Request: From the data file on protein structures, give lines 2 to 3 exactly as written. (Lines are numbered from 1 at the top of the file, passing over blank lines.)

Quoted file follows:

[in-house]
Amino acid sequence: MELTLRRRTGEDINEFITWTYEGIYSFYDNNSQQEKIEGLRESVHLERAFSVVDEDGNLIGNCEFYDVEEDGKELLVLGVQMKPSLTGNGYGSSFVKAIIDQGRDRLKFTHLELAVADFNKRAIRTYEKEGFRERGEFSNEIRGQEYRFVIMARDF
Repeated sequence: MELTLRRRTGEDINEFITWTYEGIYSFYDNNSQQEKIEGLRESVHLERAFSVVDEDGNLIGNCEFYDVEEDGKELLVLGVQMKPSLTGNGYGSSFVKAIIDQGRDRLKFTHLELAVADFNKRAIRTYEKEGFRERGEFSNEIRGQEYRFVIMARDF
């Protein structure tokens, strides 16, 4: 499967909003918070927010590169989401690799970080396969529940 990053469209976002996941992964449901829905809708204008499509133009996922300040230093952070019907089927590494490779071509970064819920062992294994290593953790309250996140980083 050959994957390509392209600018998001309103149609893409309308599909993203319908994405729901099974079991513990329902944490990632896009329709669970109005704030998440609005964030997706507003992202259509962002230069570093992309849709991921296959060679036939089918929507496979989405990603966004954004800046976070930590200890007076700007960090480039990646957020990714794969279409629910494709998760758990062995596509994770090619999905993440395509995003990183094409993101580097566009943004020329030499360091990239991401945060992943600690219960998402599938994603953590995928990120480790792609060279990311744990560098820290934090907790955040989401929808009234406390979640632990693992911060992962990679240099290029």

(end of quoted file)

Amino acid sequence: MELTLRRRTGEDINEFITWTYEGIYSFYDNNSQQEKIEGLRESVHLERAFSVVDEDGNLIGNCEFYDVEEDGKELLVLGVQMKPSLTGNGYGSSFVKAIIDQGRDRLKFTHLELAVADFNKRAIRTYEKEGFRERGEFSNEIRGQEYRFVIMARDF
Repeated sequence: MELTLRRRTGEDINEFITWTYEGIYSFYDNNSQQEKIEGLRESVHLERAFSVVDEDGNLIGNCEFYDVEEDGKELLVLGVQMKPSLTGNGYGSSFVKAIIDQGRDRLKFTHLELAVADFNKRAIRTYEKEGFRERGEFSNEIRGQEYRFVIMARDF